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Happy endings in films are a regularity but for women like Mumtaz, life can never be a bed of roses. Chandni Bar was a hard-hitting film and Tabu simply revelled in the despair of Mumtaz. She didn’t play the character, but lived it. There are only few artistes who could have exhibited the vulnerabilities of this character as naturally as Tabu did.

Chandni Bar bagged four National Awards, with Tabu taking home her second Best Actress trophy.

4. Maqbool (2004)

By the early 2000s, Tabu had already explored characters trapped in the dark underbelly of the metros, yet there was something eerily refreshing about her Lady Macbeth in Vishal Bhardwaj’s Maqbool.

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Nimmi (Tabu) is the mistress of the underworld don Jahangir Khan a.k.a Abbaji (Pankaj Kapur). She is a caged bird wanting to break free and pins her hopes on Abbaji’s right-hand man Maqbool (Irrfan Khan). The greed for power though only leaves them with haunting images, and sets them on the path of self-destruction.

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Nimmi is a well-layered character: she is conniving and cold to begin with, but the sense of guilt transforms her into a sullen, decaying soul. Tabu exhibited the two facets of Nimmi to a nicety.

5. The Namesake (2007)

A good artiste is one who is versatile. Having done her share of the dark films, Tabu played the traditional housewife in Mira Nair’s American film The Namesake.

While the film largely revolves around Ashok Ganguli (Irrfan Khan), Tabu played the doting wife Ashima to the T. She is a shy Bengali girl, who happily settles for the groom that her parents select for her. Ashok's fortune changes as he lands himself a coveted job in the US. Though strangers, Ashima and Ashok ease into their relationship and build a beautiful nest.

Nair’s film was a father-son story, but it told all green card obsessed Indians that grass is always greener on the other side. For most of the film, the character of Ashima is a tad bit underplayed, leaving Tabu with not much room to manoeuvre. However, the overtake the big screen when Irrfan's Ashok passes away.

The news of Ashok's demise is sudden and Ashima is too shocked to react. It takes a few days for the loss to sink in, and Tabu's moves you with her emotional breakdown. Though not path-breaking role, it was good to see the demure, traditional side of Tabu again.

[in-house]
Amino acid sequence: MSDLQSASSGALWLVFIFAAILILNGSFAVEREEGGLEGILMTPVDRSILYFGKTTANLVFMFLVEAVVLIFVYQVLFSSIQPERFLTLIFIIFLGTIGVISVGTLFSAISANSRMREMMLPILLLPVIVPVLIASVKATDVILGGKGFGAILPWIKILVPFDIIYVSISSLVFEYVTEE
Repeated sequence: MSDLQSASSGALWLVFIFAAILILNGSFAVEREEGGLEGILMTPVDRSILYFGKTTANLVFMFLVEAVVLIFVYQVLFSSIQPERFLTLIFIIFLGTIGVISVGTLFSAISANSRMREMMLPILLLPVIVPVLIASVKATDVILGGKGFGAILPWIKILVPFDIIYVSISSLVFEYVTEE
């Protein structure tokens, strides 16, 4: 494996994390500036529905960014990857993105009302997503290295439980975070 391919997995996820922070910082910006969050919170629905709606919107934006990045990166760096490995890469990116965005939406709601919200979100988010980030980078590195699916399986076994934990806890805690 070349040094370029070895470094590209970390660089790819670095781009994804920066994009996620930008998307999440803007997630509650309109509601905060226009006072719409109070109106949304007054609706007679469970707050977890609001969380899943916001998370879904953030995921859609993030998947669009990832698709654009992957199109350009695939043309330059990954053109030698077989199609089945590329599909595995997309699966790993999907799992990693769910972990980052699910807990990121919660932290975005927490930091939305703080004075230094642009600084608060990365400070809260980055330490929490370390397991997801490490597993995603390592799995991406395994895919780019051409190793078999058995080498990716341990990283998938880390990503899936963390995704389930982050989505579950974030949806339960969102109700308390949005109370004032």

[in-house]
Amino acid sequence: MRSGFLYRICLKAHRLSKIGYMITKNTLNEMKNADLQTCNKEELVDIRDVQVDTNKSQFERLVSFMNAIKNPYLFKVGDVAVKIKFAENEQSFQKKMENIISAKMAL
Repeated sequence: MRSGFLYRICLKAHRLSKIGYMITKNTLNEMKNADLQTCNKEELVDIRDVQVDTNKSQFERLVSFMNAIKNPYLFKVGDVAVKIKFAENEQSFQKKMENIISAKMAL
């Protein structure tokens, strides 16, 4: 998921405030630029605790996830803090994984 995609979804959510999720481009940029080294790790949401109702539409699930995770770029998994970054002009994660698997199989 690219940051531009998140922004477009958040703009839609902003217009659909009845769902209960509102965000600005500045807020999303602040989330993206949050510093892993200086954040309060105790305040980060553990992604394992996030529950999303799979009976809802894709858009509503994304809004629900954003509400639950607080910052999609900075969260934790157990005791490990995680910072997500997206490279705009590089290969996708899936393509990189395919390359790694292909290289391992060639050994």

6. Cheeni Kum (2007) 

Unconventional love stories have not been explored much in Hindi cinema. The Hindi cinema audience was not considered to one that approved a romantic relationship between a man in his 60s and a woman in her 30s.

Filmmaker R Balki proved us wrong with Cheeni Kum. Buddhadev Gupta (Amitabh Bachchan) is a single, arrogant and blunt 64-year-old man who direly needs needs some sugar in life. Enters Nina Verma (Tabu), a calm, collected and independent 34-year-old woman walks into his life and slowly changes him for the better. The relationship begins on a spicy note, with Gupta and Verma having a difference of opinion on most things. As they say, opposites attract and eventually, sweet and the spicy individuals realise they were made for each other.

In the past, we had often seen Tabu playing restrained characters, Nina, though, was very confident, well-spoken and opposed to the traditional norms, took lead in the relationship. While putting forth a beautiful film, Bachchan and Tabu didn’t let the age gap spill onto the screenplay.

7. Haider (2014)

Post Cheeni Kum, Tabu cut down on her work. Save for a few odd films like Life Of Pi (2012), she mostly waited to get roles befitting her talent and experience.

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Never the one who liked to be in the spotlight, it was feared that one of the finest actresses of Hindi cinema was perhaps done with acting. Seven long years after Cheeni Kum, Tabu reunited with Vishal Bhardwaj for a desi version of Shakespeare's Hamlet.  

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Bhardwaj used the unrest in Kashmir as the backdrop for his film Haider. This time around Tabu played Ghazala Meer, Bhardwaj's counterpart of Shakespeare’s Gertrude. Ghazala played the victim of a corrupt and violent system, but herself possessed a few grey shades. At times, she even appears dispassionate, only caring for the well being of herself and her beloved son Haider (Shahid Kapoor). She shows no regret over her contribution to the death of her husband Dr Hilal Meer (Narendra Jha), but then neither does Ghazala give an impression of being overly fond of Hilal's evil brother Khurram Meer (Kay Kay Menon).

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The sheer grim intensity of Tabu in Haider was mind-numbing. Ghazala Meer is arguably one of the finest characters essayed by the actress.

8. Andhadhun (2018)


Sriram Raghavan’s Andhadhun, a rough adaptation of Olivier Treiner’s short film L'Accordeur (2010) or The Piano Tuner has won critical acclaim and also pleased the masses.

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Not since Vishal Bhardwaj’s Maqbool (2003) have we seen Tabu in a Lady Macbeth-like avatar. While Maqbool's Nimmi was a more emotionally draining and intense character, Andhadhun's Simi rarely showed any genuine emotion. She is cold as ice, a femme fatale. Simi is not funny, but her acts evoke a sense of humour that is dark yet amusing.

Tabu intimidated and entertained the audiences with this remorseless act.